Market for High-End, Luxury Rentals Growing in Minneapolis

Updated: 03/31/2014 10:44 PM
Created: 03/27/2014 12:30 PM
By: Brandi Powell

No doubt you've seen cranes and construction across Minneapolis. With new pitches currently in the works for high-end luxury apartments in Minneapolis, we decided to take a closer to look at the market for renting those expensive units.

According to Housing Link, the average monthly rent for apartments in Minneapolis is $1,200 per month. But, there's a growing market for people willing to pay a lot more.

We went to the construction site of Mill and Main West. To some, it might look like an average construction site. But, it's meeting an important demand: a place to call home for those who want to live in luxury.

"I think the highest end is under-built," said Fritz Kroll, a realtor with Edina Reality.

Mill and Main West opened in February. You can rent an apartment for $8,000 per month. "We're seeing a lot of our higher end apartments are leasing out very early," Mill and Main leasing specialist Pete Simpkins said.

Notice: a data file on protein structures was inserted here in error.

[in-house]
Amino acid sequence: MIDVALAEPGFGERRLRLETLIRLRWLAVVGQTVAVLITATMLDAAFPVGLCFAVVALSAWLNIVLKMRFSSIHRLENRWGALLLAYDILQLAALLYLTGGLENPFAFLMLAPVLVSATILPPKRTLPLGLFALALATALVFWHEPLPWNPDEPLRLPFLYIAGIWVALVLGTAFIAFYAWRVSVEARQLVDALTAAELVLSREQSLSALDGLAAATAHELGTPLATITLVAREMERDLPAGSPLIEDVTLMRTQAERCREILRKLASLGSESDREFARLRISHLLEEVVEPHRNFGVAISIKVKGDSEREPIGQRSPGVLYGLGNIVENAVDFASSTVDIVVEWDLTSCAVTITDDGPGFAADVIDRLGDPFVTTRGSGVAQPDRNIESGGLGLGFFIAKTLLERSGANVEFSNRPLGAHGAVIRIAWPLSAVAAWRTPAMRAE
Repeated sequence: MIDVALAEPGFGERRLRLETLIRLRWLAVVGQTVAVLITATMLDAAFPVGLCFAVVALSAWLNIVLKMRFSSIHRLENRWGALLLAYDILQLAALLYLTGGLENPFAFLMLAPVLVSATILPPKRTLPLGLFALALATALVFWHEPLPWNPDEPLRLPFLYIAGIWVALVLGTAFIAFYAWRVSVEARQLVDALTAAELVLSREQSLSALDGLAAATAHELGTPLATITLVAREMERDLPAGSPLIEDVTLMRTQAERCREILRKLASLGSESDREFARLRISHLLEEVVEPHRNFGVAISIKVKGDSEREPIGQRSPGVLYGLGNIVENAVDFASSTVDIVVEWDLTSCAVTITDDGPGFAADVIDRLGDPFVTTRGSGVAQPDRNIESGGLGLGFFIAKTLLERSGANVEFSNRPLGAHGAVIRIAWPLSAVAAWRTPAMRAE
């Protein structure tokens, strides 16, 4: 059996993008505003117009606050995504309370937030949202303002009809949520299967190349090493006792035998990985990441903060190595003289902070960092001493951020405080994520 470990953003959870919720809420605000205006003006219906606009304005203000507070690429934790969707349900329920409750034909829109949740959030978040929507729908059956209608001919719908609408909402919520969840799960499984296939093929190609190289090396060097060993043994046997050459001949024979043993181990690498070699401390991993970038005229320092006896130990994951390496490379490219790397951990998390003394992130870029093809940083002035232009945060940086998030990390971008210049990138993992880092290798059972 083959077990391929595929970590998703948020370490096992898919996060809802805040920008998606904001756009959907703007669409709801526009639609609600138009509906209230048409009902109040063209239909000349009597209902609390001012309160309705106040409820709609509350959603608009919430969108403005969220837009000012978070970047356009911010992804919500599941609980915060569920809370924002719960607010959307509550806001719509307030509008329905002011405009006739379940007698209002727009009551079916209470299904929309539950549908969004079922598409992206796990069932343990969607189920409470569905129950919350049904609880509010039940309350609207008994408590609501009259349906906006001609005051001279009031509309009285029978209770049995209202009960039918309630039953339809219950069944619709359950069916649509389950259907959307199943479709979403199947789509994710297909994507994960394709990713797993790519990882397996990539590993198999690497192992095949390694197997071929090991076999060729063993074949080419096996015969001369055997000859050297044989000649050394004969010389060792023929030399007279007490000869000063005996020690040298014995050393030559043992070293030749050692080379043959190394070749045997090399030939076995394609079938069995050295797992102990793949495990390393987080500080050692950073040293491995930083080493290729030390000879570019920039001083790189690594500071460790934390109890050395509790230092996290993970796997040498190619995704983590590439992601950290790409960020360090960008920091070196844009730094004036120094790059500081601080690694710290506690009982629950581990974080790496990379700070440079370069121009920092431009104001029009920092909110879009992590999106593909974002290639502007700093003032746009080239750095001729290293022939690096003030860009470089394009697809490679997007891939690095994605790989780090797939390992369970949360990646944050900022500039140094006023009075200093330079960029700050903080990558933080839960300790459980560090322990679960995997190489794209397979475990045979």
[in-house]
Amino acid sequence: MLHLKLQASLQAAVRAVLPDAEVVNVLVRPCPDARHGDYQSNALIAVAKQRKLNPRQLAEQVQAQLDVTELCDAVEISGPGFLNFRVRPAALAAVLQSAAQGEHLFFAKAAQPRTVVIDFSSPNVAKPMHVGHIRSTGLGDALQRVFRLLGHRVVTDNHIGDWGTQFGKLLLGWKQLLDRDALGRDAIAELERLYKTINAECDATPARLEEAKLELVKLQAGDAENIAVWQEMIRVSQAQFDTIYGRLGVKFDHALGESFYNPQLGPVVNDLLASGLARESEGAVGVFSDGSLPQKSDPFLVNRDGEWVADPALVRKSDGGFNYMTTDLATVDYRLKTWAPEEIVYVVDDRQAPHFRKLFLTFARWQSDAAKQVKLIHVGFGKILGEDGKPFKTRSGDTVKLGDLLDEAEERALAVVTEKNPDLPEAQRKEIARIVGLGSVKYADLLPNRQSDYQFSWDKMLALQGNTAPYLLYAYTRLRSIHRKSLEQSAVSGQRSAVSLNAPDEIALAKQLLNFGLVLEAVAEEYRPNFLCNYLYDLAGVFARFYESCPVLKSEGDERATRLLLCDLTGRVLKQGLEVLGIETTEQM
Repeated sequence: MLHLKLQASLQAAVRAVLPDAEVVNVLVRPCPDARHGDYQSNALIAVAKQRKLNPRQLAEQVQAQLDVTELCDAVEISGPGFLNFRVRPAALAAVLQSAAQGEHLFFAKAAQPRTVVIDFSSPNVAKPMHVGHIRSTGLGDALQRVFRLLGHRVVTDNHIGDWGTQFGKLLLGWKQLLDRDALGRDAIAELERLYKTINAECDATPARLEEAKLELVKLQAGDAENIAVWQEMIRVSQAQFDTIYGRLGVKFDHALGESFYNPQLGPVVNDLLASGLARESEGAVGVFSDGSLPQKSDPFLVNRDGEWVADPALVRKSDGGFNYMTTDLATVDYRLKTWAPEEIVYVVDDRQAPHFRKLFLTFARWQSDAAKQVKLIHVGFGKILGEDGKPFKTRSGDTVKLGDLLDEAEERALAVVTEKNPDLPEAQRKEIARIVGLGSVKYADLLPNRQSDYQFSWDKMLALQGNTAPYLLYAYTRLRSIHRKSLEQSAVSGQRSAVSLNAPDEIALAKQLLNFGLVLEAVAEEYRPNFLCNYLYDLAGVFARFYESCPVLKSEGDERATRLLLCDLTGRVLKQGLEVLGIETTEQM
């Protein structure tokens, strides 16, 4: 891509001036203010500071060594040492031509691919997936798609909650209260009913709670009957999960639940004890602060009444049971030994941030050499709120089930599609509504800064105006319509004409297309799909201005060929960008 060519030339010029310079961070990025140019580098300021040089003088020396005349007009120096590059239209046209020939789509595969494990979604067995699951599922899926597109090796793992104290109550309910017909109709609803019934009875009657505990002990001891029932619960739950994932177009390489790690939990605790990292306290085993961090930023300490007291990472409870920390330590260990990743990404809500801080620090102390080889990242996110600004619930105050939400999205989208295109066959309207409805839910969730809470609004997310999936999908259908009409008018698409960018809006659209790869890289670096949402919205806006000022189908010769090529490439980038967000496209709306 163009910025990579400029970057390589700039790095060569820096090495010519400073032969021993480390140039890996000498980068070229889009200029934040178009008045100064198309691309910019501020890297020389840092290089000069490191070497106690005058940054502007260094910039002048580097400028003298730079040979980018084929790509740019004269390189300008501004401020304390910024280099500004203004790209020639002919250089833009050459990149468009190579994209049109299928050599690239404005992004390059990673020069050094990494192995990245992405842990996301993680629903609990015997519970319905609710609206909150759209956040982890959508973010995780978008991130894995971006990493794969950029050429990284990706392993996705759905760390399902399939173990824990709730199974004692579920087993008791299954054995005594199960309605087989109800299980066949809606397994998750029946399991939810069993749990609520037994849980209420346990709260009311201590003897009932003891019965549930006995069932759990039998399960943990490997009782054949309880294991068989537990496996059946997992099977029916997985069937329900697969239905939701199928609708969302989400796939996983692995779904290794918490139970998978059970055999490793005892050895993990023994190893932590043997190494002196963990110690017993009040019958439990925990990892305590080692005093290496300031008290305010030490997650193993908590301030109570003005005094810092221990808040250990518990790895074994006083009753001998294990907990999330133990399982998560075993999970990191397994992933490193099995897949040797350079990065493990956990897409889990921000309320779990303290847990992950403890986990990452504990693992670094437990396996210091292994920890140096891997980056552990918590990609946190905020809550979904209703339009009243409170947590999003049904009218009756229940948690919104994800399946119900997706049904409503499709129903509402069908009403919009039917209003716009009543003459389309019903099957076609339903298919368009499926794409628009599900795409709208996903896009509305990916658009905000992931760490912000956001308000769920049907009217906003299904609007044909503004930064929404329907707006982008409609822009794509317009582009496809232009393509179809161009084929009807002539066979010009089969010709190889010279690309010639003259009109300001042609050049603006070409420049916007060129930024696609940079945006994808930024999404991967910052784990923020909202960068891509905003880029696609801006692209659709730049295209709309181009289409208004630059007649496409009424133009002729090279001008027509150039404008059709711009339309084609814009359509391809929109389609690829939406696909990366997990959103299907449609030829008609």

Rental real estate experts say a high desire for these high-end apartment rentals are on the rise. Kroll said, "If you told me today that you wanted to spend between 4 and 6 a month for a rental property, I'd have very few options to show you."

One potential future option: A pitch, right now, for a new eight-story apartment complex, east of Calhoun Beach Club. The units would average 1,600 square feet, up to more than 3,000 square feet. The average rent would be $4,500 per month. Kroll said, "It's interesting how much is being built."

We spoke with the Cedar Isles-Dean Neighborhood Association. It's board is considering the project near Lake Calhoun. It will vote on April 7 for whether or not they'll allow building to begin.

Realtors say often empty nesters and younger professionals are the ones spending $4,000 and $6,000 a month on rent; buying doesn't work with their lifestyle. Kroll said, "A lot of young people like to be mobile, and if they do decide to make a change, they don't want to have to deal with selling a property."

Kroll added, "They will often times be given a housing allowance and with that housing allowance they get a certain amount to spend toward housing, and I don't know that there's any incentive to spend less than they're allocated."

Developers, realtors and leasing specialists say they've been staying busy, and the demand isn't going away.


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